The Importance Of Kinesiology In Physical Therapy

1330 Words 6 Pages
My research question came from my interest in my major, which is Kinesiology. I wanted to know, as a future sports physical therapist, how to rehabilitate athletes with a torn ACL (anterior cruciate ligament). The question is significant because athletes and physical educators want to know the characteristics, risk factors, and cautions. The question that comes to most athletes’, therapists’, and physical educators’ minds is how they can avoid and treat the injury when it happens.
Numerous sources identify what an ACL is and state all the problems it can bring. Most state that an ACL is the most known ligament to be torn in sports. Others also state that risk factors can help alleviate the problem sooner and educate many athletes’ and therapists’.
…show more content…
An ACL is one of the most common injured muscles in today’s sports. Authors Richard T Cotton and Ross Andersen define where an ACL is in the body. “It is located within the joint capsule of the knee. It attaches superiorly on the femur and inferiorly on the tibia” (Cotton and Andersen 354). “The ACL is useful in helping prevent the tibia from moving forward on the femur when doing quadriceps contraction” (Cotton and Andersen 354). They also state “Injuries to the ACL is commonly caused by rapid deceleration (such as a basketball player stopping suddenly) or by a direct blow to the knee to hyperextended” (Cotton and Andersen 354). Any movement done like this by the athlete can cause great concern to a physical therapist and educators. SportsEX Medicine gives information on some gender differences when it comes to a torn ACL. They state that “Females are 4 to 6 times more likely to injure their ACL compared to their male counterparts for a similar level sport” (SportsEX Medicine 7). Female athletes are more prone to the injury because of the way their posture is while performing the sport. Knowing the cost and societal impact of an ACL is another characteristic. Authors Mather III, Richard C., et al explain how much an ACL can cost and how it affects an athlete. They state that “ACL reconstruction is both less costly (a cost reduction of $4503) and more …show more content…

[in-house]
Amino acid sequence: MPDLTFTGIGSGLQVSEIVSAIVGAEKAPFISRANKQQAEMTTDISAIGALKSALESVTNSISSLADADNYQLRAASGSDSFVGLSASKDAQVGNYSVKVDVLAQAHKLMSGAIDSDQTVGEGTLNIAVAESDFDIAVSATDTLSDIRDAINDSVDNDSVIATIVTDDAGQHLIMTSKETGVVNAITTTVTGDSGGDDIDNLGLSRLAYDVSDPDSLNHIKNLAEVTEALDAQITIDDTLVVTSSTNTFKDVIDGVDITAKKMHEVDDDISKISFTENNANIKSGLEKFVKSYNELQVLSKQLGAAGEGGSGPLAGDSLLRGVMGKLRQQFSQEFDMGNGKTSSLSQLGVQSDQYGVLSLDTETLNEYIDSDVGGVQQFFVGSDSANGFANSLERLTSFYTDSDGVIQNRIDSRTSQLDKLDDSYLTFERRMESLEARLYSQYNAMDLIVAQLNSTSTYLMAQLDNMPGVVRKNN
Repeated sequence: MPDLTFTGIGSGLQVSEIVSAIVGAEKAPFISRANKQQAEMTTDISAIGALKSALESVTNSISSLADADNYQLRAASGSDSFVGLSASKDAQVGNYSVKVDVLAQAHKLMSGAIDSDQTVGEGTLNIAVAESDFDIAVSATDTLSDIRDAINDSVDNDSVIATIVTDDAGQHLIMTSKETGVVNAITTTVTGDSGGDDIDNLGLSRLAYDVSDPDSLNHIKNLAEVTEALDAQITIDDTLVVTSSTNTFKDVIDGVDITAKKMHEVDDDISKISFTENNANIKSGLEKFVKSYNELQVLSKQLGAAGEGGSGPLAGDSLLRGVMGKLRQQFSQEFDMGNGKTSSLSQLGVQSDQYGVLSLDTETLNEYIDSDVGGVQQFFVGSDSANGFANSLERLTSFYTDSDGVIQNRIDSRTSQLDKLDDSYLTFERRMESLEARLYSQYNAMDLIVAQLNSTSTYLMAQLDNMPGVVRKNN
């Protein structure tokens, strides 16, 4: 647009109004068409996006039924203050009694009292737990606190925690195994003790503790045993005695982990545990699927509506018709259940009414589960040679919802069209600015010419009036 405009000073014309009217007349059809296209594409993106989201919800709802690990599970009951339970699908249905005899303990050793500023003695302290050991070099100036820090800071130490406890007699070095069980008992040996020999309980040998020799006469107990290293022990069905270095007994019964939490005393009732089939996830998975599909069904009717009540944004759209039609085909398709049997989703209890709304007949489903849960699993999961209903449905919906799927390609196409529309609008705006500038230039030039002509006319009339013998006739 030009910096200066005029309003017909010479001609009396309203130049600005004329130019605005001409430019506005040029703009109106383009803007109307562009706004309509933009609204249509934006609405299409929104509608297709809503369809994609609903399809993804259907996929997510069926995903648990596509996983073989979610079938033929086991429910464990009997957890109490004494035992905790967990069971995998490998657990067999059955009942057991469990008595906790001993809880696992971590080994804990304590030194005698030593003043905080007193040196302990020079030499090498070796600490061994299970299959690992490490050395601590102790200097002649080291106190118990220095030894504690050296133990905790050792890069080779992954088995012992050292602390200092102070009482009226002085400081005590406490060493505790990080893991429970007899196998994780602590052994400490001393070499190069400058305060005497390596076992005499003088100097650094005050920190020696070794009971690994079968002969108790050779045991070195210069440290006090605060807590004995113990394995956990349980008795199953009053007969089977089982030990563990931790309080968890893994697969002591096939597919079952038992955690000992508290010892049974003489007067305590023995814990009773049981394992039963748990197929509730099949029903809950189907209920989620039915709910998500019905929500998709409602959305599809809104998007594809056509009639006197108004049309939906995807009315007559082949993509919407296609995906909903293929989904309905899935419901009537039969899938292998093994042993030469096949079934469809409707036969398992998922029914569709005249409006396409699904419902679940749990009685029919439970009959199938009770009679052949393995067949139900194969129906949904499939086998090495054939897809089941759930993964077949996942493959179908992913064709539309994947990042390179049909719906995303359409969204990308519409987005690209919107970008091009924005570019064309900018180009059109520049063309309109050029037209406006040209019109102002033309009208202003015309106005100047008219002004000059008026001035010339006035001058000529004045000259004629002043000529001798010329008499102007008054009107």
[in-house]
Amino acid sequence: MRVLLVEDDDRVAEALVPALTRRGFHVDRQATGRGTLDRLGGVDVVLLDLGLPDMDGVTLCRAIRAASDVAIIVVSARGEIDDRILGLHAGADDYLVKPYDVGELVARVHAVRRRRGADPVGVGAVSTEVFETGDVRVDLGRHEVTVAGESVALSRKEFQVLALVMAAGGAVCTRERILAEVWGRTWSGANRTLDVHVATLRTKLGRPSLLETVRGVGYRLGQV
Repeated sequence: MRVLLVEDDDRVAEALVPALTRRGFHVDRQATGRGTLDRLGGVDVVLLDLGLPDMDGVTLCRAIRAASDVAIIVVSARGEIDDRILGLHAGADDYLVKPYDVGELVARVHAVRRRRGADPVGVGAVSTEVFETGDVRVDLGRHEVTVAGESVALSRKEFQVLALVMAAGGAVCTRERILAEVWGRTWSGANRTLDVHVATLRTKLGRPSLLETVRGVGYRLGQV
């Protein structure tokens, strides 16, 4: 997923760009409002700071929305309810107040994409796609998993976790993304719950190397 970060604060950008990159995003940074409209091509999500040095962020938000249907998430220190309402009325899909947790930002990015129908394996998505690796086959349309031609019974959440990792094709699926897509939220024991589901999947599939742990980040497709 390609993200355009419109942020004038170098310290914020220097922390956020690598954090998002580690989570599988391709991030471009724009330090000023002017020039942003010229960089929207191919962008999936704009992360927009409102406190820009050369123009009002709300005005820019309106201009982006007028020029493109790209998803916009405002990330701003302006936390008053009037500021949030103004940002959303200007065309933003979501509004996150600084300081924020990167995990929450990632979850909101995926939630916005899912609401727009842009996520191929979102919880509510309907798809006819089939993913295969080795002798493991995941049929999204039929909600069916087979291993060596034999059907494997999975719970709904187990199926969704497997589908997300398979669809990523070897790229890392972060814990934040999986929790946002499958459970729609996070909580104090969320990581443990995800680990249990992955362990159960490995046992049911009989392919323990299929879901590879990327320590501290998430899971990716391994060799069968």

Authors Labella, Hennrikus, and Hewett all state that “ACL injuries require surgery and/or many months of rehabilitation and substantial time lost from school and sports participation. Unfortunately, regardless of treatment, athletes with ACL injuries are up to 10 times more likely to develop degenerative arthritis of the knee” (e1437). To heal the ACL, surgeons suggest athletes wear a brace and neuromuscular training. Others also recommend surgery if the rupture is critical. Writers Postma and West illustrates how “prevention programs focus on a number of key aspects of training: balance, proprioception, plyometric, strengthening, endurance, and stability.” Evidence proves that these training programs can lower the rate of ACL ruptures. Researchers Toscano and Carroll review and examine what physical educators and therapists can do to help prevent ACL tears. They clarify how physical educators should “notice the joint positions of your students when running, jumping, cutting, and landing” (Toscano and Carroll 46). Prevention is possible when athletes and educators become aware of the different risks. Author Kvist also agrees upon how the “knowledge of healing processes and biomechanics in the knee joint after injury and reconstruction, together with physiological aspects on training effects is important for the construction

Related Documents